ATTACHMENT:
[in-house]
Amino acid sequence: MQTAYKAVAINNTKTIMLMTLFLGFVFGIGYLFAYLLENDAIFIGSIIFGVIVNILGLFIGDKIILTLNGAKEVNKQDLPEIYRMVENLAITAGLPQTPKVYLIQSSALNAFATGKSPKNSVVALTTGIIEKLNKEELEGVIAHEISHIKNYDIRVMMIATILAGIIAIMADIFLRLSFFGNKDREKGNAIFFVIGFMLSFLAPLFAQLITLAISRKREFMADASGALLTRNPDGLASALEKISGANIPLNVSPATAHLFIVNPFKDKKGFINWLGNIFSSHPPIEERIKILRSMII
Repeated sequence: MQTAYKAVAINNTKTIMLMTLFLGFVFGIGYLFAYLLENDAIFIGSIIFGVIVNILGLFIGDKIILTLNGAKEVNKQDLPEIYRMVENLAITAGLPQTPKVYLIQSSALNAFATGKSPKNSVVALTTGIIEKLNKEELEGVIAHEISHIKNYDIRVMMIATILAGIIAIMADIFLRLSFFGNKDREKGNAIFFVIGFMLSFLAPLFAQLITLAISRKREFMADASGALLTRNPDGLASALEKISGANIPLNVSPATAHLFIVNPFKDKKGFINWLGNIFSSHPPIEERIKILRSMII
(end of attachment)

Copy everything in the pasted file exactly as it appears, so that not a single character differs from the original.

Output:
[in-house]
Amino acid sequence: MQTAYKAVAINNTKTIMLMTLFLGFVFGIGYLFAYLLENDAIFIGSIIFGVIVNILGLFIGDKIILTLNGAKEVNKQDLPEIYRMVENLAITAGLPQTPKVYLIQSSALNAFATGKSPKNSVVALTTGIIEKLNKEELEGVIAHEISHIKNYDIRVMMIATILAGIIAIMADIFLRLSFFGNKDREKGNAIFFVIGFMLSFLAPLFAQLITLAISRKREFMADASGALLTRNPDGLASALEKISGANIPLNVSPATAHLFIVNPFKDKKGFINWLGNIFSSHPPIEERIKILRSMII
Repeated sequence: MQTAYKAVAINNTKTIMLMTLFLGFVFGIGYLFAYLLENDAIFIGSIIFGVIVNILGLFIGDKIILTLNGAKEVNKQDLPEIYRMVENLAITAGLPQTPKVYLIQSSALNAFATGKSPKNSVVALTTGIIEKLNKEELEGVIAHEISHIKNYDIRVMMIATILAGIIAIMADIFLRLSFFGNKDREKGNAIFFVIGFMLSFLAPLFAQLITLAISRKREFMADASGALLTRNPDGLASALEKISGANIPLNVSPATAHLFIVNPFKDKKGFINWLGNIFSSHPPIEERIKILRSMII